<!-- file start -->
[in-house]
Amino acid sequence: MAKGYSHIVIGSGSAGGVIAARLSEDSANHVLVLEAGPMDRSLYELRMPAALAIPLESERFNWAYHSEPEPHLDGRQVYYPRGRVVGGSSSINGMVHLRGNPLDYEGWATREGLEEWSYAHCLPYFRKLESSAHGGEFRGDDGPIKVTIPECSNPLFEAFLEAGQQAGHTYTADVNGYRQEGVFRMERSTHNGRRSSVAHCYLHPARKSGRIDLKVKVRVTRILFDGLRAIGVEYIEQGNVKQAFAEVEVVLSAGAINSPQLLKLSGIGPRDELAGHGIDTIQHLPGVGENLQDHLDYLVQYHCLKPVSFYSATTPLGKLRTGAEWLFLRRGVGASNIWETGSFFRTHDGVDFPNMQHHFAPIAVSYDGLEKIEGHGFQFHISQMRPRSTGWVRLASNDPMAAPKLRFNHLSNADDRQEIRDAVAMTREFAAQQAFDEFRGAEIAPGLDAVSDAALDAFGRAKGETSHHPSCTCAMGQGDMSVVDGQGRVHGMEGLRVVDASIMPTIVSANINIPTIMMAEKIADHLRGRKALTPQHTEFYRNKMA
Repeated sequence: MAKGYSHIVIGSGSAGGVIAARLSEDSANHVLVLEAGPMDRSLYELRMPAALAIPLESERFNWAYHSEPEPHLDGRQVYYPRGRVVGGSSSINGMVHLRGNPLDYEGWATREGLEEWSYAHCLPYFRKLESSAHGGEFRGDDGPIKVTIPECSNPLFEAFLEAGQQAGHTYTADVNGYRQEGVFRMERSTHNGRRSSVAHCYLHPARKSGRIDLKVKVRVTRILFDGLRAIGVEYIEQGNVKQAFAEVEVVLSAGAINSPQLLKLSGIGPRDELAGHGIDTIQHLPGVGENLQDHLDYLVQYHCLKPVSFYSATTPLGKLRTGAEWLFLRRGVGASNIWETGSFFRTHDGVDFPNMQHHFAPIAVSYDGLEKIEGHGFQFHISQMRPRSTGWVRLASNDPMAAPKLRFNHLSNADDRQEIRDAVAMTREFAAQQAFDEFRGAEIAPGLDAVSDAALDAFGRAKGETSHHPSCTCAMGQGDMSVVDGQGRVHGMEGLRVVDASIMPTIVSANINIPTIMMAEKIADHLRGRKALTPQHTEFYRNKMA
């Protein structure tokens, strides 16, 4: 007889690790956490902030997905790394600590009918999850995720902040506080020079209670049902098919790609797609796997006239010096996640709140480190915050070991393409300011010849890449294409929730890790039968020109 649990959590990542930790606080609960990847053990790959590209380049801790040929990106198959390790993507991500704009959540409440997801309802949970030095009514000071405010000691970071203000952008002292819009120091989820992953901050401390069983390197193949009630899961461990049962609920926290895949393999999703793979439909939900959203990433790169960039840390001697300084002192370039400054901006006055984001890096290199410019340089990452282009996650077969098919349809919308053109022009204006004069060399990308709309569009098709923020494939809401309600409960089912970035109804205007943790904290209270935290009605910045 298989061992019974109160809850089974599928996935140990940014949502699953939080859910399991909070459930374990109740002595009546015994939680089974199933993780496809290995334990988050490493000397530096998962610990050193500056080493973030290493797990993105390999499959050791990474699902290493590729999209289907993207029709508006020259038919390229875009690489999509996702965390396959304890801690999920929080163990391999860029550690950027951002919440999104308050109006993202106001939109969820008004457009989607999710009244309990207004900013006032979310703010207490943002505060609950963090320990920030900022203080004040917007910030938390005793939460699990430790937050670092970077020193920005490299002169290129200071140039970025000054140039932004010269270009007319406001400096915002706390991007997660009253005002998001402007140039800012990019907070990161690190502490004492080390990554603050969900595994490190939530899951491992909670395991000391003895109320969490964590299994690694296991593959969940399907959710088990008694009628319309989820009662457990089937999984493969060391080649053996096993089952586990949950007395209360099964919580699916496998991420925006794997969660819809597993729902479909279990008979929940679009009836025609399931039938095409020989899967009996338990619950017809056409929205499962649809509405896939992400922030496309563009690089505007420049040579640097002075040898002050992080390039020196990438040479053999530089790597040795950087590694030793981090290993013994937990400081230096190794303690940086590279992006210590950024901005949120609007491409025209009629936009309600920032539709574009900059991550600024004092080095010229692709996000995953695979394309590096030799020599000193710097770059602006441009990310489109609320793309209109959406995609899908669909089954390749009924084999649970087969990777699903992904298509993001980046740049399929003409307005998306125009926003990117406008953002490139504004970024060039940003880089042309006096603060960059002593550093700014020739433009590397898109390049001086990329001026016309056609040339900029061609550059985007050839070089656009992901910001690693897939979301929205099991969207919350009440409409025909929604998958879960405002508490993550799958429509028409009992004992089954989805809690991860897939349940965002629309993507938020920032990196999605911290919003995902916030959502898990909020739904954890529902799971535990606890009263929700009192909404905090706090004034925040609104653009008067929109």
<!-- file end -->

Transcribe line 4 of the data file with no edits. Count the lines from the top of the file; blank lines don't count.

């Protein structure tokens, strides 16, 4: 007889690790956490902030997905790394600590009918999850995720902040506080020079209670049902098919790609797609796997006239010096996640709140480190915050070991393409300011010849890449294409929730890790039968020109 649990959590990542930790606080609960990847053990790959590209380049801790040929990106198959390790993507991500704009959540409440997801309802949970030095009514000071405010000691970071203000952008002292819009120091989820992953901050401390069983390197193949009630899961461990049962609920926290895949393999999703793979439909939900959203990433790169960039840390001697300084002192370039400054901006006055984001890096290199410019340089990452282009996650077969098919349809919308053109022009204006004069060399990308709309569009098709923020494939809401309600409960089912970035109804205007943790904290209270935290009605910045 298989061992019974109160809850089974599928996935140990940014949502699953939080859910399991909070459930374990109740002595009546015994939680089974199933993780496809290995334990988050490493000397530096998962610990050193500056080493973030290493797990993105390999499959050791990474699902290493590729999209289907993207029709508006020259038919390229875009690489999509996702965390396959304890801690999920929080163990391999860029550690950027951002919440999104308050109006993202106001939109969820008004457009989607999710009244309990207004900013006032979310703010207490943002505060609950963090320990920030900022203080004040917007910030938390005793939460699990430790937050670092970077020193920005490299002169290129200071140039970025000054140039932004010269270009007319406001400096915002706390991007997660009253005002998001402007140039800012990019907070990161690190502490004492080390990554603050969900595994490190939530899951491992909670395991000391003895109320969490964590299994690694296991593959969940399907959710088990008694009628319309989820009662457990089937999984493969060391080649053996096993089952586990949950007395209360099964919580699916496998991420925006794997969660819809597993729902479909279990008979929940679009009836025609399931039938095409020989899967009996338990619950017809056409929205499962649809509405896939992400922030496309563009690089505007420049040579640097002075040898002050992080390039020196990438040479053999530089790597040795950087590694030793981090290993013994937990400081230096190794303690940086590279992006210590950024901005949120609007491409025209009629936009309600920032539709574009900059991550600024004092080095010229692709996000995953695979394309590096030799020599000193710097770059602006441009990310489109609320793309209109959406995609899908669909089954390749009924084999649970087969990777699903992904298509993001980046740049399929003409307005998306125009926003990117406008953002490139504004970024060039940003880089042309006096603060960059002593550093700014020739433009590397898109390049001086990329001026016309056609040339900029061609550059985007050839070089656009992901910001690693897939979301929205099991969207919350009440409409025909929604998958879960405002508490993550799958429509028409009992004992089954989805809690991860897939349940965002629309993507938020920032990196999605911290919003995902916030959502898990909020739904954890529902799971535990606890009263929700009192909404905090706090004034925040609104653009008067929109």